The Senate Education Committee on Monday advanced a bill that would create a statewide pilot program to lengthen the school day and school year. Under the bill, S-2087, up to 25 interested school districts could apply to the state Commissioner of Education to participate in the three-year pilot, which has a goal of studying the effects that a longer school day and school year would have on student achievement.
The bill is sponsored by Sen. Teresa M. Ruiz, chair of the Senate Education Committee, and Sen. Shirley K. Turner. There is no requirement or mandate. The proposal also includes a provision to fund the pilot program through credits generated from the Corporation Business Tax.
NJSBA supported the proposal because it would allow for an exploration of one component of education reform at the discretion of local districts. Local determination would be preserved, as no district would be required to participate. In addition, the proposal identifies a supplemental revenue stream to fund the pilot without reallocating already scarce school aid resources.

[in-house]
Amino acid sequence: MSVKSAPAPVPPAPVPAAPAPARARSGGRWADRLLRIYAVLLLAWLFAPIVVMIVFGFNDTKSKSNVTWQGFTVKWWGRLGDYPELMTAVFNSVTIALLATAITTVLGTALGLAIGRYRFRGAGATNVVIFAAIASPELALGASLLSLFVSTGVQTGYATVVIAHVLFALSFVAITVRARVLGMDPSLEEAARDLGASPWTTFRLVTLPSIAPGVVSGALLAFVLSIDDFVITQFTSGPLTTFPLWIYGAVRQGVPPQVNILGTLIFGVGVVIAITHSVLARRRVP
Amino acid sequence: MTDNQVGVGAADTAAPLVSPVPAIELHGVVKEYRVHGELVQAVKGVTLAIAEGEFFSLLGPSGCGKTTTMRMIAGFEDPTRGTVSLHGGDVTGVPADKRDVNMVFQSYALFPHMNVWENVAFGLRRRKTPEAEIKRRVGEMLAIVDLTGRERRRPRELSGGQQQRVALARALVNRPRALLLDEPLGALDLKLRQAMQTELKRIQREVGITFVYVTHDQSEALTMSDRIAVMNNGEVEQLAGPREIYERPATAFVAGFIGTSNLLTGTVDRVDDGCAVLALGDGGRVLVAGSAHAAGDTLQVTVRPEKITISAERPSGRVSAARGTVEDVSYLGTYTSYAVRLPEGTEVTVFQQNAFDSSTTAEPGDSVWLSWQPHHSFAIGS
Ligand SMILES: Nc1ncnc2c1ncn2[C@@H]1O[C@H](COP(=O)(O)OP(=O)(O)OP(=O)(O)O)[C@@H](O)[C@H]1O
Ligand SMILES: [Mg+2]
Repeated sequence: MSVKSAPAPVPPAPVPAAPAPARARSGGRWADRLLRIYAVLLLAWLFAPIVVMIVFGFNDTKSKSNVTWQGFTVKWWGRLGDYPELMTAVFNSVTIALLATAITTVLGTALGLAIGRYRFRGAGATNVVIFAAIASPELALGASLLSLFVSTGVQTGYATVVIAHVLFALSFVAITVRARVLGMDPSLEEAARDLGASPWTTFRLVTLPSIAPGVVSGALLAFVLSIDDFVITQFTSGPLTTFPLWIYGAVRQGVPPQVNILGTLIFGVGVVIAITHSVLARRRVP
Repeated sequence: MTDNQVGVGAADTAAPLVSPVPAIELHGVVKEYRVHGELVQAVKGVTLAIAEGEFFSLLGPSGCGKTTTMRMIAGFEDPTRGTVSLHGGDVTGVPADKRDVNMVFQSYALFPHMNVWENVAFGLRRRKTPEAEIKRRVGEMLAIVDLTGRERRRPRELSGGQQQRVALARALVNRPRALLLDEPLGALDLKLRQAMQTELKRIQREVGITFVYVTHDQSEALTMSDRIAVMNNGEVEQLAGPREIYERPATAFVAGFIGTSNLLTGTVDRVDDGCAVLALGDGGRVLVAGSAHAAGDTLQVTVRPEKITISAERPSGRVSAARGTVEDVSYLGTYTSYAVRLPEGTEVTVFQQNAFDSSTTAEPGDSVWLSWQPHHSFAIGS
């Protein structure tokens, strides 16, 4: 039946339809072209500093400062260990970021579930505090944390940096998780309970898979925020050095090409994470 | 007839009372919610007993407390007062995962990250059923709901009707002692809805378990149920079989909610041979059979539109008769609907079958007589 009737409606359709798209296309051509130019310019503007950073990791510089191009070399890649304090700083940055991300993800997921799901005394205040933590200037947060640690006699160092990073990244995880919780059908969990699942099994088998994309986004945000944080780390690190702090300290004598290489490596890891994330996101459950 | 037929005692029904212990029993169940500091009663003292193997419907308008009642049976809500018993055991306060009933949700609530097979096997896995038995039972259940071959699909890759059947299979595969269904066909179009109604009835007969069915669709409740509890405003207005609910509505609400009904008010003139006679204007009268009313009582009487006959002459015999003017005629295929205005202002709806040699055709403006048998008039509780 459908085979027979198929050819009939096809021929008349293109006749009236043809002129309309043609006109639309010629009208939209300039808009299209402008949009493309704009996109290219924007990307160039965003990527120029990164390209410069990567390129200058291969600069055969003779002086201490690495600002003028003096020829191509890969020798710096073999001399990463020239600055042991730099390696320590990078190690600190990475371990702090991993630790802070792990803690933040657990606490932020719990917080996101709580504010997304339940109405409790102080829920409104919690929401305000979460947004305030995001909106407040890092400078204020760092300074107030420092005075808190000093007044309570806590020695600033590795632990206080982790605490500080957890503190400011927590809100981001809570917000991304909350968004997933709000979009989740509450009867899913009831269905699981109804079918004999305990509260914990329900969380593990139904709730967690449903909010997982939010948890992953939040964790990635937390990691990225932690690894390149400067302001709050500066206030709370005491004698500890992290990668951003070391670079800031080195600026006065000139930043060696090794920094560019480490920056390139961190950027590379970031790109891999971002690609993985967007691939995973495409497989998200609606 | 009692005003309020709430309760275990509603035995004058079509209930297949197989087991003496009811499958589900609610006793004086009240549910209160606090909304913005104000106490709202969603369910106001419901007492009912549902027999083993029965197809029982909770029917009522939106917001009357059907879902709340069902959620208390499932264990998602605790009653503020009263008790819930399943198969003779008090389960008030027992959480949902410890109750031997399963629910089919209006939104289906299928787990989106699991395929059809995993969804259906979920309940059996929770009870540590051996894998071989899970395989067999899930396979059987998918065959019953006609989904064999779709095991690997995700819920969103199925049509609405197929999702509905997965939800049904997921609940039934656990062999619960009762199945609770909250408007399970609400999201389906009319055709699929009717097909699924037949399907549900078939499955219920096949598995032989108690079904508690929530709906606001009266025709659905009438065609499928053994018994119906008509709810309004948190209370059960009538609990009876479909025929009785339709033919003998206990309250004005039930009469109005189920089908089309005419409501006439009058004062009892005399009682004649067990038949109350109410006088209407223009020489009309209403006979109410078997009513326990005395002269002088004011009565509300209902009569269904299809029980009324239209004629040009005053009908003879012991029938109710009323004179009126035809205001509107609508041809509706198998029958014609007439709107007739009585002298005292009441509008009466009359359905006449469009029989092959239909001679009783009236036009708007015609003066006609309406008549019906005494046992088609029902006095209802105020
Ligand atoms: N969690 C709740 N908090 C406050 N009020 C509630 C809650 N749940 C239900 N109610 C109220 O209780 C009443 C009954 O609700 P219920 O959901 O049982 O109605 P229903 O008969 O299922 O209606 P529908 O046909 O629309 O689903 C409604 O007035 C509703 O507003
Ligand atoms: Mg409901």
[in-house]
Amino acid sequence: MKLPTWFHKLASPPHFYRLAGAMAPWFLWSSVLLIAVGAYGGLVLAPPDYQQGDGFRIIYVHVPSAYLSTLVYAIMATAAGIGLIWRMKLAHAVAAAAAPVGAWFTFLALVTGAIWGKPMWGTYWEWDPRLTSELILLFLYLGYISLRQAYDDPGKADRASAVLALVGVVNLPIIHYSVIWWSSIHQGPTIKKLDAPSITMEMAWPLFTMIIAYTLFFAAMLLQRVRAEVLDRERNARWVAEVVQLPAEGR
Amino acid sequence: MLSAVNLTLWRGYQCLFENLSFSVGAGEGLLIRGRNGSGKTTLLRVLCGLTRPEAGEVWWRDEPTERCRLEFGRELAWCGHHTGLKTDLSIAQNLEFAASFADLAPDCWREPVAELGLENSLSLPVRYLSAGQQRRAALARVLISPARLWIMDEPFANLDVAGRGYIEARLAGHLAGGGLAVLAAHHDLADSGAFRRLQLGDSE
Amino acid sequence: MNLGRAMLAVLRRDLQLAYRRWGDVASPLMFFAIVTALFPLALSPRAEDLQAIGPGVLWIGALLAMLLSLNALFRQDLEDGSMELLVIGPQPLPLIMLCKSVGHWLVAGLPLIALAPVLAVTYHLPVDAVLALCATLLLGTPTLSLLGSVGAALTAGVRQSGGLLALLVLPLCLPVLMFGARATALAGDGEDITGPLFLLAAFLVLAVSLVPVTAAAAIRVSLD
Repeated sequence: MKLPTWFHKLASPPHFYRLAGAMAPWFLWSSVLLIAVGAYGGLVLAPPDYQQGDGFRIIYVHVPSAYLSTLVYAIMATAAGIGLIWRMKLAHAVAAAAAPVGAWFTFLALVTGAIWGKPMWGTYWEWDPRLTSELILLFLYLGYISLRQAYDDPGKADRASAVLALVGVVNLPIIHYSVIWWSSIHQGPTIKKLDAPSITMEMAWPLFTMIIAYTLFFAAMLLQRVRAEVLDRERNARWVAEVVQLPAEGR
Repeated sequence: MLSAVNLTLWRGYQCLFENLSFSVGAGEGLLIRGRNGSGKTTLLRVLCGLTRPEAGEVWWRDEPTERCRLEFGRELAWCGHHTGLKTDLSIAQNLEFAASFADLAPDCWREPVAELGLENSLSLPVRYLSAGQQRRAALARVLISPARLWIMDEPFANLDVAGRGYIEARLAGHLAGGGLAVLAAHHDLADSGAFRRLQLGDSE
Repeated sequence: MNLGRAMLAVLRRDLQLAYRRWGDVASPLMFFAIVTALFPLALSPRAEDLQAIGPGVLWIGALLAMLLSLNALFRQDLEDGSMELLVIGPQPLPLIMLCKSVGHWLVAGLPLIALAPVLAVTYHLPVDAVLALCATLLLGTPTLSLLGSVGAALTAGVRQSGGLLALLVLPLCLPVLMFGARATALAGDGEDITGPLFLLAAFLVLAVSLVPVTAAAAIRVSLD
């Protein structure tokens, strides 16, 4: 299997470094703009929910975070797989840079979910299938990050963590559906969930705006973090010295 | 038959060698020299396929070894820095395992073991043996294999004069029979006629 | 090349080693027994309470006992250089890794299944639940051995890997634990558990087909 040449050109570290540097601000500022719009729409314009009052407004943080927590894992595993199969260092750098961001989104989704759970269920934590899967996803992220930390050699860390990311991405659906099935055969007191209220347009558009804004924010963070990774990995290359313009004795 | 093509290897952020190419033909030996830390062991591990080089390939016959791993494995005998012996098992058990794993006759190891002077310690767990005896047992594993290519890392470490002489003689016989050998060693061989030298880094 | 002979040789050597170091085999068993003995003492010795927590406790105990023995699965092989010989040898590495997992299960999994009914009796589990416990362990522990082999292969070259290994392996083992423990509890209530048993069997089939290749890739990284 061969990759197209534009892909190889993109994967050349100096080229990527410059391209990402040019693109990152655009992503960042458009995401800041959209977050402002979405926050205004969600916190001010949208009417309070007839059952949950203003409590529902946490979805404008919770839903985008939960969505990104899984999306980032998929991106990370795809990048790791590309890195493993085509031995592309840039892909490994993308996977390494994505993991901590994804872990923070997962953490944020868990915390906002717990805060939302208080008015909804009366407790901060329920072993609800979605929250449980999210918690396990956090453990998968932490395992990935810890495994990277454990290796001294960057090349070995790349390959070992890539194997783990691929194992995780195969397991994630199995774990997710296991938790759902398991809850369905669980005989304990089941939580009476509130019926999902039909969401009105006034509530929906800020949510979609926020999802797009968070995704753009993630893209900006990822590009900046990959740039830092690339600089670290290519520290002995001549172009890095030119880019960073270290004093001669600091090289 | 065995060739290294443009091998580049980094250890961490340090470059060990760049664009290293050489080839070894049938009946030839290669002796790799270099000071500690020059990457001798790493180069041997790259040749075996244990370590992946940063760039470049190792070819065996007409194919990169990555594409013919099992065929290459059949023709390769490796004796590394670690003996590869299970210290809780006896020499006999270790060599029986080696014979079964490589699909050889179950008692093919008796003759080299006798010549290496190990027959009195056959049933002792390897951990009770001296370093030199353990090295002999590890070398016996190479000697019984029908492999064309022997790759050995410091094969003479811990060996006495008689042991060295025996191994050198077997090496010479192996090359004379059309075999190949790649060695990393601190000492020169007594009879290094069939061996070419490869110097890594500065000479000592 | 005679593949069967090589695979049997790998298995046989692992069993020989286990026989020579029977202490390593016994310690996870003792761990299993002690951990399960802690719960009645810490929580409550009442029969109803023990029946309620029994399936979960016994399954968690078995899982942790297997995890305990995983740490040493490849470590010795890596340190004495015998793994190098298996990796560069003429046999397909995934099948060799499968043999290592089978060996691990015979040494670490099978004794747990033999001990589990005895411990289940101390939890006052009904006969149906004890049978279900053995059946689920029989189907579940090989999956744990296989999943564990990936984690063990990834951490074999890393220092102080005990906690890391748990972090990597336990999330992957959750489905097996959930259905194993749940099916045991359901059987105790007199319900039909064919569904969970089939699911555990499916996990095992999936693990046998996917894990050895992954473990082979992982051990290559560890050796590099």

Other Bills The committee on Monday heard other legislative proposals, supported by NJSBA, dealing primarily with student health:
- A1902/S721, referred to as "Tabitha's Law," would require a parent or guardian to notify school administrators if a pupil will be absent. It also requires schools to notify parents in the event of an unexcused pupil absence.
- S64, a proposal which establishes measures to deter steroid use among students.
- S1912, referred to as the "Scholastic Student-Athlete Safety Act," would establish measures to ensure the health of student-athletes.
Other bills considered at the Sept. 24 hearing included:
- A718/S2123 – Requires the state Department of Education to biannually distribute a letter to school districts reminding districts of the requirement to enroll resident students regardless of immigration status. Sen. Mike Doherty pointed out that this requirement is already addressed in existing Department of Education regulations. NJSBA has no policy on this issue.
- S459 – Prohibits a student from participating in high school graduation ceremonies unless the student has completed all graduation requirements. NJSBA opposed this legislative proposal, stating that it should be a decision of the local board reflecting a district's policy on the issue.
All of the bills were released from the Senate Education Committee and will be forwarded to the full Senate for future consideration.